Armed with a rake and a shovel, I could hear the lilt of a Baltimore oriole. They always seem to nest in the same tree, high atop the canopy of the Cutoff, usually somewhere just south of heaven atop the stately old sycamore. When I’m lucky, I can see his bright orange chest against the bald, white bark of the tree. Not this day, however, as his voice came floating down to me in the early morning crisp. I scratched the beds, unveiling the newly emerged shoots of ferns and the leaves of poppies, the tips of hostas and the wide green leaves allium, their buds just starting to swell.
We did not get the leaves raked out of the flower bids before the first snow of winter. I fretted, as gardeners are wont to do, but, it seems it may have been the best of things, after all. Although I am in a frenzy to rake it all out now. With two acres and a considerable number of large trees, there is much to do this year. As I continue uncover bits of our plots, I find that there has not been all that much damage to the plants. I do believe that the carpet of leaves, several inches in depth, followed by three feet of snow, provided an insulated blanket for the perennials.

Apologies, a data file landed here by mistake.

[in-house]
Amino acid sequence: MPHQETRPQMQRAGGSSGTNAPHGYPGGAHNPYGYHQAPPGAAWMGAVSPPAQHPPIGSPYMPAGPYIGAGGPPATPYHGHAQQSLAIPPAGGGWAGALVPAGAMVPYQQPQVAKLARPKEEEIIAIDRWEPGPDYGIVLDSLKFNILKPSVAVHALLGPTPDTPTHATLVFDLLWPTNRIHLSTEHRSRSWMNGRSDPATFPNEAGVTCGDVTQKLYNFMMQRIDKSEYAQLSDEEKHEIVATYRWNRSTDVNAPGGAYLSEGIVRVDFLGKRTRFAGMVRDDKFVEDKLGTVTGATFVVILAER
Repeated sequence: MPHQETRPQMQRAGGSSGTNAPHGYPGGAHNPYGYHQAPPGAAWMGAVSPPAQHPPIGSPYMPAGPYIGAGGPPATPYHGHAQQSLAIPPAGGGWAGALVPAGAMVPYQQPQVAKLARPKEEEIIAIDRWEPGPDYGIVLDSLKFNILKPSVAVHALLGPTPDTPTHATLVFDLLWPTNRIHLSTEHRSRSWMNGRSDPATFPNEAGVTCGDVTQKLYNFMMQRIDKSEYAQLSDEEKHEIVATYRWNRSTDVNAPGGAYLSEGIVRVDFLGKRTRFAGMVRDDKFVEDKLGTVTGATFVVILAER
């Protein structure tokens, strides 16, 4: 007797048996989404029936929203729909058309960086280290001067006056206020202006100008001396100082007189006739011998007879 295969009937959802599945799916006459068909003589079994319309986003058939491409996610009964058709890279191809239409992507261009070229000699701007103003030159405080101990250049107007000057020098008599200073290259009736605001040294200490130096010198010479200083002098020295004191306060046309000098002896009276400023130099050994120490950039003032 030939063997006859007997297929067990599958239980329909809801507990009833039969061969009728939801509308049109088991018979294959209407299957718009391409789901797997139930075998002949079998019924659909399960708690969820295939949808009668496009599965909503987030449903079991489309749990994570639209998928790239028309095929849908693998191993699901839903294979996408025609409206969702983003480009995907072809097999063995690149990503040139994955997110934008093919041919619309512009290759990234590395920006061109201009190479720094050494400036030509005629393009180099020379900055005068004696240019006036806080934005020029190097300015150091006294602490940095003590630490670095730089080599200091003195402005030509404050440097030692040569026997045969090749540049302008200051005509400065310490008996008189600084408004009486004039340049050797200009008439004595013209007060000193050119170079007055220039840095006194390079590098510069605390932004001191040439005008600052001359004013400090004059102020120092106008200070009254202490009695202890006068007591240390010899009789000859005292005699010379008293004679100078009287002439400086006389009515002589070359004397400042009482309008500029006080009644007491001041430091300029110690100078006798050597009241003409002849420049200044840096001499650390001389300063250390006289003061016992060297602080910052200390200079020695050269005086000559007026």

So, dear reader, it was a busy weekend. Our community garden was officially opened, seasonal plant stands were in the full flush of blooms and buyers, and the first of the outdoor art shows popped up under tents in an historic park, under the magnolia blooms.
I hope your weekend was as full of wonder and appreciation for nature as mine was, whether in the throes of spring in the northern hemisphere, or in the slowing down season of fall in the southern.